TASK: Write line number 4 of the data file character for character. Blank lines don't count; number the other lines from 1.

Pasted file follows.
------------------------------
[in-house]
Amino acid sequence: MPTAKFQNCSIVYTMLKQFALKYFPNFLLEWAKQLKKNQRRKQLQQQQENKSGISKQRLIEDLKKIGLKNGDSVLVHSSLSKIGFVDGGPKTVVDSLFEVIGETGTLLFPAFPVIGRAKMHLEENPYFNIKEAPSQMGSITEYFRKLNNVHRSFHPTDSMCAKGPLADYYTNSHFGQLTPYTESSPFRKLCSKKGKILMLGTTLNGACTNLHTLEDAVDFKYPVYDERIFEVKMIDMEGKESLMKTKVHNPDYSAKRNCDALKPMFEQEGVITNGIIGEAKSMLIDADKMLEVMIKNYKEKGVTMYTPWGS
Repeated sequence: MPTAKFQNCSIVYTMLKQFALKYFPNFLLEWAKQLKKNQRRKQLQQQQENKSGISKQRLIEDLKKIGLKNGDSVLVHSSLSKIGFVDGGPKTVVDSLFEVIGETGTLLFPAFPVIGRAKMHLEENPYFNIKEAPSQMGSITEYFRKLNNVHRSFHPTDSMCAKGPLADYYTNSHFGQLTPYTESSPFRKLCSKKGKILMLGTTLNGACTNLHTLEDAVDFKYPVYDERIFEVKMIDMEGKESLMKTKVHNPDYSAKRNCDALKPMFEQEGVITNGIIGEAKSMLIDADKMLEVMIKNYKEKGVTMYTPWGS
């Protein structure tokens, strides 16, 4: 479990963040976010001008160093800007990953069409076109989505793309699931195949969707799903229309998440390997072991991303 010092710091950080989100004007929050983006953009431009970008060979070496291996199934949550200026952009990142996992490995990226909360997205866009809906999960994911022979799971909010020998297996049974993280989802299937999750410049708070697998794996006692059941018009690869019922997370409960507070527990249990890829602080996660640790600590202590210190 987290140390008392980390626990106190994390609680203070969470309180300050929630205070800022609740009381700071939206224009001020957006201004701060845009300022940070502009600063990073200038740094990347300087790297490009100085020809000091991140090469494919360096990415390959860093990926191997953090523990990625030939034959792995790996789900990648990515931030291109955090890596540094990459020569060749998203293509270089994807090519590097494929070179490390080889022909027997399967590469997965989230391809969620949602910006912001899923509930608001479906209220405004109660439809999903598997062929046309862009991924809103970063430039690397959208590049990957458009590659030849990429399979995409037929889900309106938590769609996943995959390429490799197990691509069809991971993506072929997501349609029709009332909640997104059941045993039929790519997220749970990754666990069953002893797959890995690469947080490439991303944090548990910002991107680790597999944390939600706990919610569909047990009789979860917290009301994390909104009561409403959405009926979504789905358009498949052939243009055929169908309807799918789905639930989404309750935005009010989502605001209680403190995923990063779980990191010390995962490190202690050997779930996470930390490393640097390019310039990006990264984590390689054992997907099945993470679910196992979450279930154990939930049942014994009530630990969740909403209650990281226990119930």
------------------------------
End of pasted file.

């Protein structure tokens, strides 16, 4: 479990963040976010001008160093800007990953069409076109989505793309699931195949969707799903229309998440390997072991991303 010092710091950080989100004007929050983006953009431009970008060979070496291996199934949550200026952009990142996992490995990226909360997205866009809906999960994911022979799971909010020998297996049974993280989802299937999750410049708070697998794996006692059941018009690869019922997370409960507070527990249990890829602080996660640790600590202590210190 987290140390008392980390626990106190994390609680203070969470309180300050929630205070800022609740009381700071939206224009001020957006201004701060845009300022940070502009600063990073200038740094990347300087790297490009100085020809000091991140090469494919360096990415390959860093990926191997953090523990990625030939034959792995790996789900990648990515931030291109955090890596540094990459020569060749998203293509270089994807090519590097494929070179490390080889022909027997399967590469997965989230391809969620949602910006912001899923509930608001479906209220405004109660439809999903598997062929046309862009991924809103970063430039690397959208590049990957458009590659030849990429399979995409037929889900309106938590769609996943995959390429490799197990691509069809991971993506072929997501349609029709009332909640997104059941045993039929790519997220749970990754666990069953002893797959890995690469947080490439991303944090548990910002991107680790597999944390939600706990919610569909047990009789979860917290009301994390909104009561409403959405009926979504789905358009498949052939243009055929169908309807799918789905639930989404309750935005009010989502605001209680403190995923990063779980990191010390995962490190202690050997779930996470930390490393640097390019310039990006990264984590390689054992997907099945993470679910196992979450279930154990939930049942014994009530630990969740909403209650990281226990119930």